The first movement opens to a dotted figure in the orchestra - an idea that persists throughout many of the concerto's pages. In this movement, most obviously, it underpins both the main subjects on their initial presentations and plays a major part in the development section. The main theme is another great melody, encompassing a narrow range of intervals but emotionally as board as a Russian bear hug. The piano sings it first, then the violas, each time interestingly and variously accompanied. A brilliant passage erupts, then a beautiful orchestral passage that sounds as if its come straight out of a Russian Orthodox monastery. This is the bridge to the second subject. This new theme begins march-like with light exchanges between soloist and orchestra but is swiftly restated as a lovely, dreamy cantabile (lovingly accompanied). Rachmaninov lingers over this - rightly so! The development section works the main theme sequentially and highly dramatically before becoming a long, severely virtuosic cadenza. This accompanied cadenza takes under its wing much of the recapitulation, after which only brief reminders of the main themes are needed. It's structurally unconventional but works very convincingly.

The central Intermezzo takes the form off a set of variations on a lovely elegiac theme, introduced on oboe and sounding somewhat Grieg-like in character. Despite that it is a characteristic, falling Rachmaninov tune. The strings then re-sing it, then the piano enters, passionately, tumbling over various harmonies in its keenness to vary the melody, which it does in strongly contrasting moods, ranging from the tender to the wild, reaching magnificent romantic heights along the way. The only episode along the way is a folk-like one for woodwinds dancing over pizzicato strings, but this is swiftly swept away again.

A bravura link carries us into the Finale, where bravura is very much on the menu. The percussive main theme is powered by that persistent rhythm from the opening movement. The second subject begins just as percussively but turns cantabile and into a characteristic Rachmaninov tune within seconds. The movement's central section is given over to a set of elaborate variations on a theme that is audibly a fusion of the main theme with that of the second subject of the first movement. This cyclical turn deepens with the subsequent return of the concerto's opening theme. The Finale's own themes are then recapitulated and whirled towards a highly brilliant coda where the second subject achieves its apotheosis. Glorious!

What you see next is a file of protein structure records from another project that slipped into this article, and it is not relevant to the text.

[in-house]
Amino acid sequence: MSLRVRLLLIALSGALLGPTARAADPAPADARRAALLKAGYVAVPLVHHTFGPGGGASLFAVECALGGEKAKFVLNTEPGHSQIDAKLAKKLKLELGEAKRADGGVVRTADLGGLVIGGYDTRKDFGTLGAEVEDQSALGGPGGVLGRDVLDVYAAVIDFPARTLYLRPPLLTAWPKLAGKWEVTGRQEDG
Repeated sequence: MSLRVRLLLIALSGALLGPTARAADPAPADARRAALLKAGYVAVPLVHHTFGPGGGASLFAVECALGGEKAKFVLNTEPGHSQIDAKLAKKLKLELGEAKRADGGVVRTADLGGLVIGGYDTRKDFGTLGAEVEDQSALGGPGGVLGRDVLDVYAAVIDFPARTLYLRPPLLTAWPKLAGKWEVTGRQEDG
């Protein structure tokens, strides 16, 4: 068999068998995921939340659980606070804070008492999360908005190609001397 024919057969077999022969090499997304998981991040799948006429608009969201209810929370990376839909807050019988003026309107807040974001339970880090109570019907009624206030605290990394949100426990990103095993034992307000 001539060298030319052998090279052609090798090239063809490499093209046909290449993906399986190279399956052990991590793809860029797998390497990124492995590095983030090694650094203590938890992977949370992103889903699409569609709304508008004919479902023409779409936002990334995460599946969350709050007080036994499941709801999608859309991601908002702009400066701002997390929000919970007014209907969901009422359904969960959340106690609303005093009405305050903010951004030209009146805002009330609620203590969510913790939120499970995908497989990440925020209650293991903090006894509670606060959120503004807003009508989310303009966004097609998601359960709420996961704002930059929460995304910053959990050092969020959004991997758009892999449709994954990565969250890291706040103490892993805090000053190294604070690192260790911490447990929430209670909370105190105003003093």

Falling far behind its sisters in the affections of the public, the Fourth Piano Concerto in G minor shows the composer writing less lushly, less romantically. This is late Rachmaninov. That said, there's still much that will appeal to lovers of the earlier concertos, plus other compensations, and its stock can only continue to climb.

The opening is immediately exciting, with the orchestra leaping upwards to meet a long, characteristic melody (rising and falling) from the piano - an idea immediately repeated. This melody begins as a rising scale and rising scales rush through the following episode. This leads to the beautiful second subject - a languid, lyrical gem of a melody (vaguely Spanish in its sultriness). This is dreamed over gently by the soloist, with winning wind contributions, and is a passage of pure magic. The development section glitters with passage work, momentarily invaded by orchestral memories. There then begins a slow build-up, starting with ominously rising brass, decorated by the piano, which accelerates and intensifies to a grand climax - at which point the second subject soars in superbly on strings. Wow! It is then re-sung, gorgeously, gently, by the flutes and other winds with an arpeggiated accompaniment. If this is, again, magical then so is the return of the main theme, soaring heavenward to a rippling accompaniment - a masterstroke. The abrupt coda that cuts such beauty off feels like a mistake to me. Still, what a glorious movement. It's in no way inferior to its equivalents in the well-known concertos. 

The central Largo is much more chaste, taking a simple theme - which no review must neglect to point out has a certain resemblance to 'Three Blind Mice' - and decorating it in gentle exchanges between soloist and orchestra. The theme is ever-present. Even the sudden eruption that is the central agitato is based on it. A rising and falling string counter-melody provides a momentary contrast of material. The movement ends on a half close, which seems apt for such understated but beautiful writing.

The Finale is, at times, bound to remind the listener of Prokofiev in its dry but brightly-coloured vivacity and percussive scherzando style. Where is the big tune? Even Prokofiev usually gives up one! Alas, there's no big tune here, which might disconcert and disappoint some listeners. There is an episode where a fanfare figure is answered by a romantic horn call and a lyrical melody rises fleetingly in response - but 'fleeting' is the word for this episode, as it is for the dreamy interlude midway. Elsewhere it's all pretty much brilliance and punchiness. What a striking, highly imaginative movement this is - even if it's not what you might be expecting.

If you don't know the Fourth Concerto, please give it a try. I doubt you'll regret doing so!